Generationally we've become superficially desirous of meaning (looking the part) but not truly doing the work required to access the deeper parts of ourselves. We wander from job to job, interest to interest, career to career, relationship to relationship and website to website. If it's too hard, we move on. If it's too expensive we find it for free, and if it's too complex we boil it down. We've become a generation of rejection.
We've rejected the, "work where you can and build a financial foundation" philosophy of our grandparents, and realize the fundamental lie in the, "you can be anything you want if you get an education" edict our parents and teachers fed to us. We reject all former messages, which in some ways is the job of each generation, but what we've put in its place are cursory and lofty ideals that often serve or generational entitlement.
We have failed to realize that the search for meaning cannot come without work and sacrifice. It's also not "out there". Finding your passion isn't about traveling around instagramming your trip to India. You go to India to experience a spiritual atmosphere not to display your ethnic-savvy to your followers.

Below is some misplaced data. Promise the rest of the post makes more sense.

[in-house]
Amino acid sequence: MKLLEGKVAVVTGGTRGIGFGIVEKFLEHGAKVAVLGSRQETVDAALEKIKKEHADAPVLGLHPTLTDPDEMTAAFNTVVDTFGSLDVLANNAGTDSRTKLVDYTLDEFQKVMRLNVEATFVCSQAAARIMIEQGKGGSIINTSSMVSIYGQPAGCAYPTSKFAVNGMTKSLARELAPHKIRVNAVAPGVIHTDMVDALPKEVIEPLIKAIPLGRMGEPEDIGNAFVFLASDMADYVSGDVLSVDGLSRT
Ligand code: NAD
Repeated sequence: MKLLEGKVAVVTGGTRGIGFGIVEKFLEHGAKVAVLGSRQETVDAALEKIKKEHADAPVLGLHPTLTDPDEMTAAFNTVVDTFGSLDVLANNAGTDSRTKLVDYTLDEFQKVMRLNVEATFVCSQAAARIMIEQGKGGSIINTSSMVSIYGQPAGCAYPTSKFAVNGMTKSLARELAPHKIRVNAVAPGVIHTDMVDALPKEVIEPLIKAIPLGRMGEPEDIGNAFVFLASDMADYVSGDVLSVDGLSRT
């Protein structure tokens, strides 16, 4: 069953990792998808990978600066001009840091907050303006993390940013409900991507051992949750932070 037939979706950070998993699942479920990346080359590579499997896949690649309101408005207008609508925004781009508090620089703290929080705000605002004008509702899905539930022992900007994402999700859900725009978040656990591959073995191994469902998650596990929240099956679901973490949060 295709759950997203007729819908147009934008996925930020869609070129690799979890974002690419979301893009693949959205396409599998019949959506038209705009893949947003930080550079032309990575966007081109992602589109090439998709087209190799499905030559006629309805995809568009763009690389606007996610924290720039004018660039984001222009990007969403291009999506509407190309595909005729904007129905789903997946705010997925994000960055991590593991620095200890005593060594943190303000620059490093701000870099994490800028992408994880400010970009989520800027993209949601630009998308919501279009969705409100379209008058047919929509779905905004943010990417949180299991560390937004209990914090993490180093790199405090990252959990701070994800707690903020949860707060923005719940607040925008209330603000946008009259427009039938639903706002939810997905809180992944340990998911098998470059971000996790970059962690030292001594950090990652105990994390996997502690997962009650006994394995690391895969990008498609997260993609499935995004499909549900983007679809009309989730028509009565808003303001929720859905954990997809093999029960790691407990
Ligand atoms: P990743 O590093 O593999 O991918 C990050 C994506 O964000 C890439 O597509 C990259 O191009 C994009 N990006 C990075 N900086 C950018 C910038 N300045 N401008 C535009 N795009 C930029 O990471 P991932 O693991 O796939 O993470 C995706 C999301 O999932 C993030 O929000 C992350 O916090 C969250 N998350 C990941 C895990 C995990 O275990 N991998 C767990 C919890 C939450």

We may have all the right trendy books displayed on our bookshelf, read the right creative/inspirational or social justice blogs or news articles, take up social causes and fight for equality, all the while ignoring the inner person. If we can't read it in a 150 word status update or see it in an Instagram picture then it takes to long to explore, and it is...you guessed it: Rejected.
We reject religion because it's dogmatic, but instead engage in a superficial spirituality that emphasizes style over substance. We go to yoga classes, meditate, eat vegan and read philosophy thinking that this is spirituality.
We co-opted, commoditized and bastardized the spirituality of the east because tribal patterns are cool and buddha statues are iconic forgetting that those religious and spiritual traditions require honest depth and explorations. We think Ouija boards, tarot cards and buying quartz crystal lamps makes us spiritual. New age, maybe. Spiritual, eh...